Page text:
Saturday, June 9, 2012

Classic Poetry - "On a Bank of Flowers" by Robert Burns




Robert Burns
1759 - 1796


As the season heats up, how could I not post a poem highlighting classic summer love?

With "On a Bank of Flowers," Robert Burns sets a breathtaking summer scene and tells a complete tale of distant yearning, admiration, encounter and resolution in a mere four stanzas.

On a Bank of Flowers

On a bank of flowers, in a summer day,
For summer lightly drest,
The youthful, blooming Nelly lay,
With love and sleep opprest;
When Willie, wand'ring thro' the wood,
Who for her favour oft had sued;
He gaz'd, he wish'd
He fear'd, he blush'd,
And trembled where he stood.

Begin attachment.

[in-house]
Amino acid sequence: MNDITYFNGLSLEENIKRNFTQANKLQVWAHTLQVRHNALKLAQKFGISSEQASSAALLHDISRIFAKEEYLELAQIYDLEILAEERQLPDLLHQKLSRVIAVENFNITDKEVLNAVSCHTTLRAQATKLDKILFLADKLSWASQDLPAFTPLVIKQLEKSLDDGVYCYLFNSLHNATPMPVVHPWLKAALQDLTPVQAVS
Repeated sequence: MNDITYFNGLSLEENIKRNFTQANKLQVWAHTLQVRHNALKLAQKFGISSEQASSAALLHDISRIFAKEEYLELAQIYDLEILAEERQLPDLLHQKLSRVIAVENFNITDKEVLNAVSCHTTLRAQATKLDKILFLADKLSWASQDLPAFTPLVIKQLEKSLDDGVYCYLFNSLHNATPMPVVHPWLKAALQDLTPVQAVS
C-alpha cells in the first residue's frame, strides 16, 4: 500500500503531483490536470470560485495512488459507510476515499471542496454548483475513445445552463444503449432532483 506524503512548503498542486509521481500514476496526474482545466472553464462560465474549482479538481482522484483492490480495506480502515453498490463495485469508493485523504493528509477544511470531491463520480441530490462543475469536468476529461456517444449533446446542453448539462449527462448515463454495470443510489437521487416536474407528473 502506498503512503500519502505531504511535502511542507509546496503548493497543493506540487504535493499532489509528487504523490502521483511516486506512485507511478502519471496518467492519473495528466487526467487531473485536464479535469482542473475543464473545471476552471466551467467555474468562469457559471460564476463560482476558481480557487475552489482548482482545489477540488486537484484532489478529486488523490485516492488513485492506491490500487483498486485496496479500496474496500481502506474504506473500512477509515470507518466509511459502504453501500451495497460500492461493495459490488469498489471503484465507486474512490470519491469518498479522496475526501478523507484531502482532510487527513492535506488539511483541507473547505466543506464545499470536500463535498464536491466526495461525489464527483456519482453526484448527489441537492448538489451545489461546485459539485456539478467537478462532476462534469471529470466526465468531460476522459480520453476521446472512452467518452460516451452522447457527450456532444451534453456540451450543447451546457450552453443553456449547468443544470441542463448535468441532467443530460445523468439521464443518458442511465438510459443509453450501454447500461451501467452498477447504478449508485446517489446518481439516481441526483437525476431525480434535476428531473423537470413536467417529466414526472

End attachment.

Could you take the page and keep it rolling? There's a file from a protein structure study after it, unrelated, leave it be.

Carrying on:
Her closed eyes, like weapons sheath'd,
Were seal'd in soft repose;
Her lip, still as she fragrant breath'd,
It richer dyed the rose;
The springing lilies, sweetly prest,
Wild-wanton kissed her rival breast;
He gaz'd, he wish'd,
He mear'd, he blush'd,
His bosom ill at rest.

Her robes, light-waving in the breeze,
Her tender limbs embrace;
Her lovely form, her native ease,
All harmony and grace;
Tumultuous tides his pulses roll,
A faltering, ardent kiss he stole;
He gaz'd, he wish'd,
He fear'd, he blush'd,
And sigh'd his very soul.

As flies the partridge from the brake,
On fear-inspired wings,
So Nelly, starting, half-awake,
Away affrighted springs;
But Willie follow'd-as he should,
He overtook her in the wood;
He vow'd, he pray'd,
He found the maid
Forgiving all, and good.


Nelly and Willie must have lived happily ever after, don't you think?

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